Arusha, June 21st, 2000 (FH) - The International Criminal Tribunal for Rwanda (ICTR) has refused to give French investigating magistrate Judge Jean-Louis Bruguière a confidential report on the plane crash that killed Rwandan president Juvénal Habyarimana. "As much as the judges wanted to be of assistance, they decided that there was no rule or other avenue under which they could hand over the report," ICTR spokesman Kingsley Moghalu told Hirondelle on Wednesday.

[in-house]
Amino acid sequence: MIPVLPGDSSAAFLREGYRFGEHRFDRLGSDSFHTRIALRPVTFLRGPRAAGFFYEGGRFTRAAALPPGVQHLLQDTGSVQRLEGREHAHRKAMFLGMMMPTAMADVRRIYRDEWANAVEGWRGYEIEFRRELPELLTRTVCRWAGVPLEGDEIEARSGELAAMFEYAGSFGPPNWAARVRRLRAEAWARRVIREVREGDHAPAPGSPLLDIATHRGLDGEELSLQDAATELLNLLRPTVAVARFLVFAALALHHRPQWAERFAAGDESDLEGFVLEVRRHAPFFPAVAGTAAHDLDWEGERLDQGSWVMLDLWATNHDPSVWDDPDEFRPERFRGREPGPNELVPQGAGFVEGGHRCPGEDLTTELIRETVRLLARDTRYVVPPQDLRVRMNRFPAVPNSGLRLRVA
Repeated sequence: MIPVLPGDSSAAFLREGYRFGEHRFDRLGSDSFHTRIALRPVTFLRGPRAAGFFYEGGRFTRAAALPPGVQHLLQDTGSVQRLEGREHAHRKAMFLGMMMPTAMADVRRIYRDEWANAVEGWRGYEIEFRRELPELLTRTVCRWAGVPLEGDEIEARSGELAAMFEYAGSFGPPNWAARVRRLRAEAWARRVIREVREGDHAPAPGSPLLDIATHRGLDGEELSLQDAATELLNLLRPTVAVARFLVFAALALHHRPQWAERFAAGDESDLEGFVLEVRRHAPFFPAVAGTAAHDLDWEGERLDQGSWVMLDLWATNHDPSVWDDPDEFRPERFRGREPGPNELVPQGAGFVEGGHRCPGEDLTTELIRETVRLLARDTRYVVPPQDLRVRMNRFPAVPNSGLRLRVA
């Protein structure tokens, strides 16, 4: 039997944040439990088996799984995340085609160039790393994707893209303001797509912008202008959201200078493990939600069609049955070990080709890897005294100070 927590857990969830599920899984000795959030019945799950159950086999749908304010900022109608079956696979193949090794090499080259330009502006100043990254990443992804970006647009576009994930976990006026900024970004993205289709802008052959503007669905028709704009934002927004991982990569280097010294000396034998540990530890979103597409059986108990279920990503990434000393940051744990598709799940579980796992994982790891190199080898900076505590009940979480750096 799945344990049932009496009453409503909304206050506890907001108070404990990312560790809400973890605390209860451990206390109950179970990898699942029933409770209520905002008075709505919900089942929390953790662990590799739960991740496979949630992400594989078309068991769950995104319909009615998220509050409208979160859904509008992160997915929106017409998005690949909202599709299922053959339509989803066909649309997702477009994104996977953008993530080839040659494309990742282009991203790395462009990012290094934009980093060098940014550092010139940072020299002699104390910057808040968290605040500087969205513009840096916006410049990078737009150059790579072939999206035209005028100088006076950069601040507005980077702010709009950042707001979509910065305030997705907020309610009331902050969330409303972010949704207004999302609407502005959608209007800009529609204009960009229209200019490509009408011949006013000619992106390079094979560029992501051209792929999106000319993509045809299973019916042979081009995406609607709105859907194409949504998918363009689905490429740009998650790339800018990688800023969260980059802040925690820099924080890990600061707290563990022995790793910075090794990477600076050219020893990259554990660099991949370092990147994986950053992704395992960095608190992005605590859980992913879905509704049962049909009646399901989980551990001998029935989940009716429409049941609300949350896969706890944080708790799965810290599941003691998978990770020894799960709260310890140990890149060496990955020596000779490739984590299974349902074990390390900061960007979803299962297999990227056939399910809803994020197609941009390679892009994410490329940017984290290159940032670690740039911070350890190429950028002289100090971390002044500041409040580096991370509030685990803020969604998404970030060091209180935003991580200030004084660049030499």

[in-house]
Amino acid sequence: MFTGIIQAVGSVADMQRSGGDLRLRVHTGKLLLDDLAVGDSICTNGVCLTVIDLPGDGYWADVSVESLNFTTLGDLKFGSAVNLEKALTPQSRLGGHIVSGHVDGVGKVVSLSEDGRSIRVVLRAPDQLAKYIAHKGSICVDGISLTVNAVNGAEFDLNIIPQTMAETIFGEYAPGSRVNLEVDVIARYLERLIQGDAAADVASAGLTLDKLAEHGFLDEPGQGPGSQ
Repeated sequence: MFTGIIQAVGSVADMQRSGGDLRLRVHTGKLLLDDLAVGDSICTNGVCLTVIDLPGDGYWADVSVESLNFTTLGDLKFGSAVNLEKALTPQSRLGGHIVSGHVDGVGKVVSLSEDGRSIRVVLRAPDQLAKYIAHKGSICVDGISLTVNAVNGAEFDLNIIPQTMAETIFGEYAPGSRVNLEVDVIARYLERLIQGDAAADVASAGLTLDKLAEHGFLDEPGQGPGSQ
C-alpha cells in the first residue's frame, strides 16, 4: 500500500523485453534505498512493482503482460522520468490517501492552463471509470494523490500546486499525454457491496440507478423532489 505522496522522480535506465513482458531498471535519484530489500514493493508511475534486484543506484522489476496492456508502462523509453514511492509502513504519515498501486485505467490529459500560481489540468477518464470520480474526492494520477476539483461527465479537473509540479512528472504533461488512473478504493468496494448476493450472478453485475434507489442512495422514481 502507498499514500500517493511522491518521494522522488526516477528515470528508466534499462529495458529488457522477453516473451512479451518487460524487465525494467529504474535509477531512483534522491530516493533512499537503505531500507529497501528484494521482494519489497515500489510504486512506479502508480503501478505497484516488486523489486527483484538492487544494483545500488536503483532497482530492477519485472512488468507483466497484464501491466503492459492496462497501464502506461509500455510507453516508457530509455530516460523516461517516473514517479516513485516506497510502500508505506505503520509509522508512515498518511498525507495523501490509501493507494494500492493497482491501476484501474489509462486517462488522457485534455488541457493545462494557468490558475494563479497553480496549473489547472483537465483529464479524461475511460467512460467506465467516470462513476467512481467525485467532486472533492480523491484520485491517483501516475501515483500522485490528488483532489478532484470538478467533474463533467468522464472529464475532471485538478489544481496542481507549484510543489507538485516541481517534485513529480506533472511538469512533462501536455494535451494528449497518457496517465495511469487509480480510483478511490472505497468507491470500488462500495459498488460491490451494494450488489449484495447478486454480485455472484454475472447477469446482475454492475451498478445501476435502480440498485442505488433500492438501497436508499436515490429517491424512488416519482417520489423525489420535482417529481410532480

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Moghalu said that although Trial Chambers One and Three of the ICTR had ruled to disclose the report to the defence teams of three genocide suspects, their decisions related only to those specific cases. The suspects concerned are former Rwandan mayor Ignace Bagilishema, and former military leaders Gratien Kabiligi and Aloys Ntabakuze. The document reportedly contains information suggesting that Habyarimana's death, which sparked the 1994 genocide, was masterminded by the current Rwandan President Paul Kagame. The memorandum was written in 1997 by an Australian investigator who was working for the ICTR prosecution. The Tribunal says he wrote it "on his own initiative" after he had left and was working for the UN's Office of Internal Oversight Services (OIOS) in New York. Its existence became known after it was leaked to a Canadian newspaper, the National Post, earlier this year. It was sent to the ICTR, whose president put it under seal. The ICTR has so far refused several defence requests demanding that it order a full inquiry into the crash. Prosecutors argued that this was not within the ICTR's mandate and that the defence should wait for the outcome of an international inquiry by Judge Bruguière. A French court has mandated Bruguière to conduct an international inquiry into the downing of the 'plane, on behalf of the families of three French crew who also died in the crash. Burundi's president Cyprien Ntaryamira died alongside his Rwandan counterpart. Habyarimana's 'plane was shot down over Kigali on April 6th, 1994. His assassination was the trigger for the start of the genocide, which left some 800,000 ethnic Tutsis and moderate Hutus dead in less than three months. Informed sources say that there is nothing in the report which did not appear in the National Post article of March 1st. Names of the informers and of the so-called "network" of conspirators are said to be contained in an earlier memorandum by Hourigan when he was still working at the Office of the Prosecutor. Its whereabouts are not known. Defence lawyers for other genocide suspects on trial at the ICTR are likely to continue bombarding the Tribunal with motions for disclosure of the report. The ICTR will have to hear, and decide on each motion on a separate basis. JC/FH (RW%0621e)